I remember the first time I ever heard that I had an older brother. I was fifteen years old. I remember the moment. I was living with my dad and we were in the kitchen and I was getting into the fridge and I was blithely saying something about being my mom’s first born. My dad got this look on his face, the “I know something you don’t know look” and said, “You are not your mother’s first born.” My whole world just stopped at that moment. I said, “What!?”
He told me that my mom had gotten pregnant at 22, she had given up the baby and that there was a brother out there somewhere. I felt a lot of things. Mostly anger against my mom because I felt so betrayed. I very awkwardly brought it up to my mother the next time I saw her because I wanted her to tell me about the baby. We were in her garden. She lived in this sweet little home where I saw her on the weekends. We often worked in her garden. I made a very awkward, fifteen-year-old attempt to get her to confess.
She just looked at me and that look on her face was sheer horror. And she said, “What did you say?” I tried to back pedal but there was no getting out of it. I thought she would look guilty, not sad. She looked the saddest I had ever seen her look. She said, “How do you know, who told you?” When I told her that my father had she was angry, “He had no business telling you that.”
I knew that. Of course, he didn’t. I sat on this knowing about an older brother for a while. I had never felt completely at home in my family. I had always felt relatively safe but I always felt there was something else that I was looking for. I always felt a bit like the family outsider which caused a deep longing inside me to belong. So, I went about my business, found my tribe in strange places that were different from my family. I was like, “Whoa, people come in all sorts of shapes and sizes and are just fascinating.”
I eventually married and had kids and the longing crept back in. When you start to have children that is when you turn back to your family of origin to see what is there. It was rough and bumpy. My mother was affected by her decision to give up her baby. It haunted her. It was her private and painful burden one that she couldn’t resolve and this burden made it difficult to be in relationship with her other children.
She didn’t want to find adopted baby for a long time. Her husband had five children and she brought two to the marriage and when they started to have kids, she just felt overwhelmed and didn’t have the energy to worry about one more life.
When Audrey, my daughter was born, for whatever reason Mom started to get curious and feel ready to find her son. She opened the closed adoption from her side so that he would be able to find her if he decided to look. She waited. She didn’t hear anything. We would check in periodically and she became discouraged.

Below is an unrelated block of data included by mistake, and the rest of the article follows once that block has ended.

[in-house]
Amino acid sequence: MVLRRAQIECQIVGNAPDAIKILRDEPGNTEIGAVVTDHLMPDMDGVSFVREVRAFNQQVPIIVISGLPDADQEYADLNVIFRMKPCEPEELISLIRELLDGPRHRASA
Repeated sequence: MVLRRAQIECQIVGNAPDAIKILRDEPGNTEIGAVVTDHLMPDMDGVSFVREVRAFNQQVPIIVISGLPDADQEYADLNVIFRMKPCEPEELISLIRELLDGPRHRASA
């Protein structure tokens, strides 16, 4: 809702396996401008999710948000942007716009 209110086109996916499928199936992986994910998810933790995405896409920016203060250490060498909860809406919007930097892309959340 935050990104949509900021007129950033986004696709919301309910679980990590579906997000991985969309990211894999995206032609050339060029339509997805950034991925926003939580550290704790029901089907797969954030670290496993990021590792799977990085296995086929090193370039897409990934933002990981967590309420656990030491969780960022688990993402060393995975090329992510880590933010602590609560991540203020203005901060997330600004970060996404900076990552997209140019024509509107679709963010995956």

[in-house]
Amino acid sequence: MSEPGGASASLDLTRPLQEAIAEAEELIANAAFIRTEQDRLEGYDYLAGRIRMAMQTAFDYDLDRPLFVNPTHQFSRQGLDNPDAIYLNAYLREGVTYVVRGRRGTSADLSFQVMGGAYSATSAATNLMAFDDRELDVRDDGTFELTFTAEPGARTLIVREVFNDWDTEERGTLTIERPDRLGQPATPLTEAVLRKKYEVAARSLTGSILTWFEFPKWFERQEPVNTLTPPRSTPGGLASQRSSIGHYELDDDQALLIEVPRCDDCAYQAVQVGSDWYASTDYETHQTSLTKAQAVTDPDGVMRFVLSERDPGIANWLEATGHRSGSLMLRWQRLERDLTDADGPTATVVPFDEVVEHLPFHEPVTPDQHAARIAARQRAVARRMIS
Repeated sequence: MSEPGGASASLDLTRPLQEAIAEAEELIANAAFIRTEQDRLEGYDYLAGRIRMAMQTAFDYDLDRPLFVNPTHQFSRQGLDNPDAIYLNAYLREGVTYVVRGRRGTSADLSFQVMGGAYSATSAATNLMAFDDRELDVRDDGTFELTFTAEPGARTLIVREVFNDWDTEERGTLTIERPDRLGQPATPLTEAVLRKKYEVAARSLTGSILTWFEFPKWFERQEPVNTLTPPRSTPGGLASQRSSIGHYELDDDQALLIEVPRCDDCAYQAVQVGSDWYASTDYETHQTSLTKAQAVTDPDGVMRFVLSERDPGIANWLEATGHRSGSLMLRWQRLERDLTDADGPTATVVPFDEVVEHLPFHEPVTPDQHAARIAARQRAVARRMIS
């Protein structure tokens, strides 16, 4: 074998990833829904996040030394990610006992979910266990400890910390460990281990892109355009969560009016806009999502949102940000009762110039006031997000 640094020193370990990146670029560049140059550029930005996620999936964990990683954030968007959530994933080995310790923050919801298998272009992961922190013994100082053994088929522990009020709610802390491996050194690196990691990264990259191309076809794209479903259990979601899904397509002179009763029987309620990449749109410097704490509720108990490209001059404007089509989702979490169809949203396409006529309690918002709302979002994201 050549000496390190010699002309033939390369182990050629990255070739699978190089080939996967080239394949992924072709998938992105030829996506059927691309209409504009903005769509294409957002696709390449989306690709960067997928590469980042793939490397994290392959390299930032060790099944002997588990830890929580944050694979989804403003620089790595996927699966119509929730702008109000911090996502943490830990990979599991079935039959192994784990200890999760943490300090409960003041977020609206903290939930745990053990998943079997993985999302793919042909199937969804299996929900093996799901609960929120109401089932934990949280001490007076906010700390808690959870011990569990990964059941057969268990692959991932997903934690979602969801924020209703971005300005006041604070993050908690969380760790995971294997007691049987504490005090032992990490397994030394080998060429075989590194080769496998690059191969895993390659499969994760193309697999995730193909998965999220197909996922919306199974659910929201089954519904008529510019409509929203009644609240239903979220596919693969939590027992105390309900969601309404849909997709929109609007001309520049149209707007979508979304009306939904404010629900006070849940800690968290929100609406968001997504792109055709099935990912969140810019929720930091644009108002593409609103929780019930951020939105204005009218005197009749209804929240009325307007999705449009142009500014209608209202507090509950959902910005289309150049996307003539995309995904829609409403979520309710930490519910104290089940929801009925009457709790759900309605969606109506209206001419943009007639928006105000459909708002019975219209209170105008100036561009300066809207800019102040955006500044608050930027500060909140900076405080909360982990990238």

A few years after this, I was diagnosed with cancer which complicated things again with my family relationships because I was very vulnerable and in a time of need. If you don’t feel a strong sense of belonging with your family when you are well, it is even harder when you are chronically ill.
Last year I became worse and although I had not been in contact with my mother for several months, I had to go and live with her so she could take care of me. I was in so much pain that I really couldn’t get out of bed so she would lie with me in this tiny bed in the dark. One day she said, “I found him.” She had known for a while, and she had met her son. She said his name is Jon. He is fine and he is a good man. My mother and I hadn’t been talking so I hadn’t heard before.
Within a week or two, Jon and I started talking on the phone. I have never had that longing for a soul mate. My longing has been always to have a brother, that trusted person that you could just connect to and feel comfortable with. I finally felt connected to that older brother. But the biggest connection came later as I dealt with my body that was weak and needing so much care from the cancer. I was wishing to feel deeply cherished and that is when Jesus tapped me on the shoulder and said, “Here I am, cherishing is what I do. I am ready to listen and to talk. This is what I do.”
I was like, “Oh, that is what You do!” Growing up with the bad cultural messages about Christianity I literally thought that God was about following the rules and doing good works. I literally was unaware that Divine Love was a gift. That changed everything. Divine Love became my place of rest, this love met my longing.
Then I found that Jon was also supported by walking on a Christian path. This was my dream, to have a family member who was also seeking, who had also felt lost, who was struggling, questioning and looking for that sense of belonging. Jon came in with all of these things and there was this ease between us, what a gift.
Debra Wuliger, figurative artist working with color, texture and pattern to celebrate life.
Image silhouetted with story. Ready for hanging.